HOA ReservesHOA boards and committees have to think about not only its community’s residents, but also its finances, taking care of day-to-day management and having to think ahead incase of unforeseen circumstances. With that being said, each year the committee sets up the community’s operating budget that deals with things like insurance premiums, utility bills, management fees, landscaping maintenance and the like.

With so many immediate concerns that need to be addressed, reserve contributions aren’t always at the top of the list. Thinking about reserve contributions is usually only done if the association has a surplus of funds at the end of the year. And many homeowners that are part of the HOA community don’t really think they’ll still live there when these actual expenses will happen, so they figure they shouldn’t have to pay into a reserve fund. However, they should still add reserve contributions to a community’s operating budget for a number of reasons and here are a few:

  • It’s only fair
    Just because homeowners don’t think they’ll live in the community that long to see their reserve contributions go to good use doesn’t mean they shouldn’t contribute. It’s not fair to let new owners cover the costs of a new roof and the current owners benefit from enjoying many years of maintenance-free roofs without setting aside some money for its repair in, let’s say, 30 years. These new owners shouldn’t get stuck with an expensive payment because of past owners and their neglect to set aside reserves for a new roof when it finally gives out. And this can be said about other things like asphalt, paint surfaces and mechanical equipment that can go out over time because of general wear and tear.
  • Investment Protection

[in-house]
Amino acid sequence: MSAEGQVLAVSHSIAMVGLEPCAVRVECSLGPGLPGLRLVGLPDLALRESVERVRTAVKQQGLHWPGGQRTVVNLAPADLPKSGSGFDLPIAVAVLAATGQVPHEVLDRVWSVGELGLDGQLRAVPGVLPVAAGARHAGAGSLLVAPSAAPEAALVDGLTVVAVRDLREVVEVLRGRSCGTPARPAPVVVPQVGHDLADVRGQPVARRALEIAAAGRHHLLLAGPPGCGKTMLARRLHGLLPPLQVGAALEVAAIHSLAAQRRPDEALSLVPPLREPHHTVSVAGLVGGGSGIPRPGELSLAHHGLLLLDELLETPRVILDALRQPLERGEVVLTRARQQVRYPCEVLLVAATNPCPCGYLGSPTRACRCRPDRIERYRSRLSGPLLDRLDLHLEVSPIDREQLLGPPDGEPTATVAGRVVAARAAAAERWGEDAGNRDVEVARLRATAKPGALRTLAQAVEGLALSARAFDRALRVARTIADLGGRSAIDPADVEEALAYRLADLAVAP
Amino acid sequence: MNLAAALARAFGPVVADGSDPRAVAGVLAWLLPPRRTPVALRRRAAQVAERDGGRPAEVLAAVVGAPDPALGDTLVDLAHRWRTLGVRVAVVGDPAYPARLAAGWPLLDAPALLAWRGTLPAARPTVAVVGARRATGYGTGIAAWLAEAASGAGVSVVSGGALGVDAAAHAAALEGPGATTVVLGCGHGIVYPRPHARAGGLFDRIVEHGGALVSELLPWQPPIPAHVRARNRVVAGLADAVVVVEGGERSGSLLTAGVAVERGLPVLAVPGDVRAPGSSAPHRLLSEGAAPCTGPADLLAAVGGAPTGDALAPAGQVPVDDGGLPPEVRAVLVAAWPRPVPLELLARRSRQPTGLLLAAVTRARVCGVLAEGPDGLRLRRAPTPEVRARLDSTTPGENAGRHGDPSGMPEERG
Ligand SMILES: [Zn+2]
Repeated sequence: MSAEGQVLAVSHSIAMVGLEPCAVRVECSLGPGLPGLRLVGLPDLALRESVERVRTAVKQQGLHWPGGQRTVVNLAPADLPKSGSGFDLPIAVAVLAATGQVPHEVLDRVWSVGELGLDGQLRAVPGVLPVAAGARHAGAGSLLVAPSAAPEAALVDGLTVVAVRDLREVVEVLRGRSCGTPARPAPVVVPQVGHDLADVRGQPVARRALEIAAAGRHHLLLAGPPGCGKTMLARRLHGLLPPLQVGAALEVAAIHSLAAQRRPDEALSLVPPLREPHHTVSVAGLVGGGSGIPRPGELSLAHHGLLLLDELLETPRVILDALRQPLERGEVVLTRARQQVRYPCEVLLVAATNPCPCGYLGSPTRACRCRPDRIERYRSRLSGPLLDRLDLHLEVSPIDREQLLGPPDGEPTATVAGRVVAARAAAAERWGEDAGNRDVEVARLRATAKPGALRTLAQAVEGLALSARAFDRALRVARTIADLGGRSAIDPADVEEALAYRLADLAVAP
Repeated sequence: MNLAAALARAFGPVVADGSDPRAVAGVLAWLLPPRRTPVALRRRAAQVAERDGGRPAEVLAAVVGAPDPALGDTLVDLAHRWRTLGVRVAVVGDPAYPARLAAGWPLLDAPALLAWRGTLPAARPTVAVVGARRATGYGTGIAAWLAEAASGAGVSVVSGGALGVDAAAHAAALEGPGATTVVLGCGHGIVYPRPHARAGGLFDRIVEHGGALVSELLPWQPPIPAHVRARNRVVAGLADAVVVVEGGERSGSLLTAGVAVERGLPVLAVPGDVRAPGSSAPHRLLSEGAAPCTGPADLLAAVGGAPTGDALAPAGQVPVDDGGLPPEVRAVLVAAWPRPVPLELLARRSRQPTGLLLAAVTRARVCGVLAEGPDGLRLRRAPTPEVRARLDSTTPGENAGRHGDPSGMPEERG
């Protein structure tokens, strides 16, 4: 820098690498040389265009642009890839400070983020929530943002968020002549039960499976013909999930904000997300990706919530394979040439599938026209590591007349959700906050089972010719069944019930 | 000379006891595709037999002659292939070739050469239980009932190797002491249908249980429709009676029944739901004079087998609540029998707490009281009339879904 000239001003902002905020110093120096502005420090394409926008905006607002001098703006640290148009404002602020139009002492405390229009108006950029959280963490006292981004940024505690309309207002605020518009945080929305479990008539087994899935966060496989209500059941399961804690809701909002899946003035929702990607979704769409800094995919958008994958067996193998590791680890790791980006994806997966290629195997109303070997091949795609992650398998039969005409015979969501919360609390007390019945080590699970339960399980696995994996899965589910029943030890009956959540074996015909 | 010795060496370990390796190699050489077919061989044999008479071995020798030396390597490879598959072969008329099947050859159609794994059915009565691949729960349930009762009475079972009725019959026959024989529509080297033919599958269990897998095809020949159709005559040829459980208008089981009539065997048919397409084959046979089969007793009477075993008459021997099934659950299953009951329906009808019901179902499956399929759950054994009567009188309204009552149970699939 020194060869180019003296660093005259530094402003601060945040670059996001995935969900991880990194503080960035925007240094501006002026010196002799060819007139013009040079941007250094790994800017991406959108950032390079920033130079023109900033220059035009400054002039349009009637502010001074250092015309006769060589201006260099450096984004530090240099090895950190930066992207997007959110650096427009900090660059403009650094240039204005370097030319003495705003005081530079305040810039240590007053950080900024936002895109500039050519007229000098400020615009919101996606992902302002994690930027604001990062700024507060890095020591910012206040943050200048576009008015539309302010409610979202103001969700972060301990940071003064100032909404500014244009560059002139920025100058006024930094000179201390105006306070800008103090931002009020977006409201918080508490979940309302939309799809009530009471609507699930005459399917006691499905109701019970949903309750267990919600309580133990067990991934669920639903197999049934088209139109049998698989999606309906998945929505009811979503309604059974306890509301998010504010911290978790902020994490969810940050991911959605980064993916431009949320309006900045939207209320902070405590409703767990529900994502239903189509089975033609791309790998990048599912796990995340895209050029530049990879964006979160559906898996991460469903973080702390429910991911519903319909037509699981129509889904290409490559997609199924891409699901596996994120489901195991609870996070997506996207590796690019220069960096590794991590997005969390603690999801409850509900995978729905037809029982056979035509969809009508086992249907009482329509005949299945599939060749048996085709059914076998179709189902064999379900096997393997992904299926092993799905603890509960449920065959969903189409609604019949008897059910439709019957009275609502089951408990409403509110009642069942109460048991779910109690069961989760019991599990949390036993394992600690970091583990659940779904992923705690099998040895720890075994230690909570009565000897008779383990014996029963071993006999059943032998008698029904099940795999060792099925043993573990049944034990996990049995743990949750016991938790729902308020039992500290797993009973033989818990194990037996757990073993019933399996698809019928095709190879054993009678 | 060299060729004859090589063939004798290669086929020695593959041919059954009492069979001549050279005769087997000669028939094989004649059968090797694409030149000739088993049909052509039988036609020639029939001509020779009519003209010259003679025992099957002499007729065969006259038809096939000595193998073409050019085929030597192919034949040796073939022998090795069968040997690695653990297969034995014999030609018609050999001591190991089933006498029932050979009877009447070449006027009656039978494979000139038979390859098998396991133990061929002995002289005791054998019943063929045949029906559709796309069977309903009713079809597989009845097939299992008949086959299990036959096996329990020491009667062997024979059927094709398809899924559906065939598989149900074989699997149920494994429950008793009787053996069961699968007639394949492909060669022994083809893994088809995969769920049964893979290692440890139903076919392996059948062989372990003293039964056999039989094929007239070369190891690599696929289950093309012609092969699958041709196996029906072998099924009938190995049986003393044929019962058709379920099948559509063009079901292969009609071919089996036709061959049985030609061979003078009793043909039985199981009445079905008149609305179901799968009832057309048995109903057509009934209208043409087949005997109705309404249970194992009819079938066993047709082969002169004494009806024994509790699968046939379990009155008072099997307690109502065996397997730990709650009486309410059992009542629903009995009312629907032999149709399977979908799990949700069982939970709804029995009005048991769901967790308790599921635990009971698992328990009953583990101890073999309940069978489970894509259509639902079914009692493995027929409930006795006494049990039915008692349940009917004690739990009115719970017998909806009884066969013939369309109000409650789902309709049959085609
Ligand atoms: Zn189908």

Buying a home is an investment and protecting that investment should be a top concern for a homeowner. This is what reserve contributions do since it will help maintain the property’s value. The aim for reserve contributions is to budget for future improvements so that the property continues to look good and attractive, which only adds to not only the house’s value, but also the value to the community and HOA. This will attract potential buyers of houses in the community and keep the property values high.
  • Mandatory
    In may HOA communities, reserve contributions are required and are included in that community’s governing documents. A board member’s duty is to maintain and preserve all of the association’s assets and this is primarily the all of the houses in its community. And part of their fiduciary responsibility is collecting reserve contributions. This amount should be set bases on potential enhancements of the community and relayed to its residents. This is usually a practice that the majority of HOA communities adopt. And there are 30 states right now with some kind of reserve funding legislation. To find out more if your state is one of them, you must check your HOA’s governing documents. If you’re not sure about this, contact an HOA Management company for help.
  • More Convenient
    Good judgment is key in business and it’s just a lot more convenient to set aside a small amount of funds each month than have to come up with a lot of money later. If you don’t have reserve contributions on a monthly basis and then try and ask residents to fork over tons of money to fix the community’s asphalt, chances are, you’ll have a hard time trying to get them to contribute the needed funds. When they give a small amount monthly, they automatically know that they are charged a little extra in case anything were to happen. Proper reserve contributions form homeowners usually amount to a few dollars a day (per unit), so it won’t be hard for homeowners to abide to. This little amount will grow every year thanks to compound interest and will grow big enough to replace roofs and any other things a community may need.
  • They Must Be Kept Funded
    Properly maintaining these reserve funds should be a top priority of a HOA association and shouldn’t be dipped into for regular, ongoing expenses. Even if the HOA’s reserve fund is going strong now, it must ensure that it stays that way, even if they have to raise fees to keep up with maintenance costs. Community management companies can often help HOAs set up proper reserve funds.